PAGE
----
All other means of communication such as phone, text messages, face-to-face, social media, or handwritten notes are allowed. It’s just email that needs to be avoided.

Realistically not everyone is able to go a full 24 hours without checking their email. However, the main purpose of the campaign is to get people to think about how they are communicating and whether it’s the best way to work or if they are creating more work for themselves and recipients.

MPs don’t need to wear ties in the House of Commons chamber


Speaker John Bercow recently confirmed that male MPs do not need to wear ties in the House of Commons chamber.

Breaking away from tradition, Mr Bercow discussed that it’s not essential for MPs to include ties in their outfit, but should wear “businesslike attire”.

Parliamentary custom is for male MPs to wear jackets and ties in the chamber.

Mr Bercow was speaking after Tory backbencher Peter Bone said he had spotted an MP – who was Lib Dem Tom Brake – asking a question tieless.

Know for wearing rather eye-catching ties in the Commons, Mr Bone said he was “not really one to talk about dress sense” but asked whether the rules had changed.

Mr Bercow responded by saying: “I think the general expectation is that members should dress in businesslike attire.”

He added: “So far as the chair is concerned… it seems to me that as long as a member arrives in the House in what might be thought to be businesslike attire, the question of whether that member is wearing a tie is not absolutely front and centre stage.”

Mr Bercow went on to say that MPs should always show respect towards their colleagues or the House of Commons, he added: “Do I think it’s essential that a member wears a tie? No.”

To laughter from MPs, Mr Bercow clarified that there was “absolutely no obligation on female members not to wear ties, if they so choose”.

The official rule book of parliament – Erskine May – only has a limited set of rules on members’ dress; namely that military insignia or uniforms should not be worn in the Commons and that the custom is “for gentlemen members to wear jackets and ties”.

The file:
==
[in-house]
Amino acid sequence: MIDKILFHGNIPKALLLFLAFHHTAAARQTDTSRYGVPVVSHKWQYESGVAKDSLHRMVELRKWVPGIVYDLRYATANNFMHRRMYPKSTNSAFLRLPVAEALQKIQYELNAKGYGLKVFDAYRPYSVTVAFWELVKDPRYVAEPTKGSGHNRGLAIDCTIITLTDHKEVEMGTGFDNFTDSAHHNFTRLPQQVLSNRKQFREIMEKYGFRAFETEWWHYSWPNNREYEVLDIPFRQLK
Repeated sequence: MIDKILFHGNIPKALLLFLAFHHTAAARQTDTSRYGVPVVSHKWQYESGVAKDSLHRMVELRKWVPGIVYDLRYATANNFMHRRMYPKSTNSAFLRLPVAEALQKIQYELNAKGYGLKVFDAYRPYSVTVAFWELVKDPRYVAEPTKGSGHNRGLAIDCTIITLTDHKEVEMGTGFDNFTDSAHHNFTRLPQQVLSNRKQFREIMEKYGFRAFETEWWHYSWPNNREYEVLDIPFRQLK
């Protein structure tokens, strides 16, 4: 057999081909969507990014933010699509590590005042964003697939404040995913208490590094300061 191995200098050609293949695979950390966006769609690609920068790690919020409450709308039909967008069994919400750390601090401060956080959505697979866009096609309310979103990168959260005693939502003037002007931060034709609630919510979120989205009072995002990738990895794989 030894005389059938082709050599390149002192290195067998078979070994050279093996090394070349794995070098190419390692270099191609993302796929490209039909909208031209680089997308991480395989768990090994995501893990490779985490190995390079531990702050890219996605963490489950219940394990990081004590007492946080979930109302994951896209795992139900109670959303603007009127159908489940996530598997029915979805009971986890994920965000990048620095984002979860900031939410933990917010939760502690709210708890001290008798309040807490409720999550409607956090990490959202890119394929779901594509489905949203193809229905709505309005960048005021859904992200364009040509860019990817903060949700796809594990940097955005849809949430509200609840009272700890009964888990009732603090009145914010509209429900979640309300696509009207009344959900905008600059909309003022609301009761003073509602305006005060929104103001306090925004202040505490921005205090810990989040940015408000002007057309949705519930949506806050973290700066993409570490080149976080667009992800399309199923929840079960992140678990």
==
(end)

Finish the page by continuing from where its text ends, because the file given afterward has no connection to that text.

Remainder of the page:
As a parliamentary factsheet notes, the Speaker has “on a number of occasions, taken exception to informal clothing, including the non-wearing of jackets and ties by men”.

Back in 2009, MP Graham Allen was interrupted by former deputy speaker Sir Alan Haselhurst who told him he was not “properly attired” when he tried to ask a question when not wearing a tie.

Two years later, Conservative MP Nadhim Zahawi apologised after a novelty tie he was wearing started playing a tune while he was in the middle of a Commons speech…

Watch the video here

You may also want to read: Business leaders reveal their best business advice

Source: BBC NEWS

It’s time to get serious about resilience


The disruption and financial consequences of downtime due to a power outage are well documented, most recently in the case of British Airways (BA). John Hartley, Head of Propositions at Centrica Distributed Energy and Power, identifies the measures that should be taken to enhance resilience and avoid any interruption to business continuity.

During the late May bank holiday, BA flights were brought to a standstill at Heathrow and Gatwick with 75,000 people affected by three days of disruption – the worst to hit the airline for seven years. Experts suggested BA’s huge compensation costs could top £100m and shares in International Airlines Group slumped.

Cause and effect

BA’s check-in systems, call centre, and website suffered a major IT failure that affected its operations worldwide, something that was later attributed to a power supply issue. BA’s Chief Executive Officer, Alex Cruz, said that the surge was ‘so strong that it rendered the back-up system ineffective’.

While some commentators have questioned whether the robustness of IT systems also contributed to the crisis, the situation has brought the issue of power supply and resilience to the fore.

Power up

Power surges are a very real phenomenon and, while blackouts are obvious threats to on-site equipment, other conditions can also cause problems. Brownouts occur when the mains supply cannot cope with its overall load and the voltage levels reduce, in extreme cases for periods measured in hours.

Mains power can also sag, or drop in voltage level for a few cycles, usually after a large load such as air conditioning or rotating machinery is switched on.

Always on

We may never know exactly what happened at BA but it highlights how an unexpected event can have potentially devastating consequences for a business.

In fact, research carried out by the Business Continuity Institute (BCI) found that following a disaster around a quarter of businesses never reopen, 80 per cent of companies that don’t recover within a month are likely to go out of business and 75 per cent of companies that do not have a business continuity plan fail within three years.

Most organisations will have an outage at some point in time. The skill is in ensuring that it happens as part of a planned maintenance programme, not due to an external factor.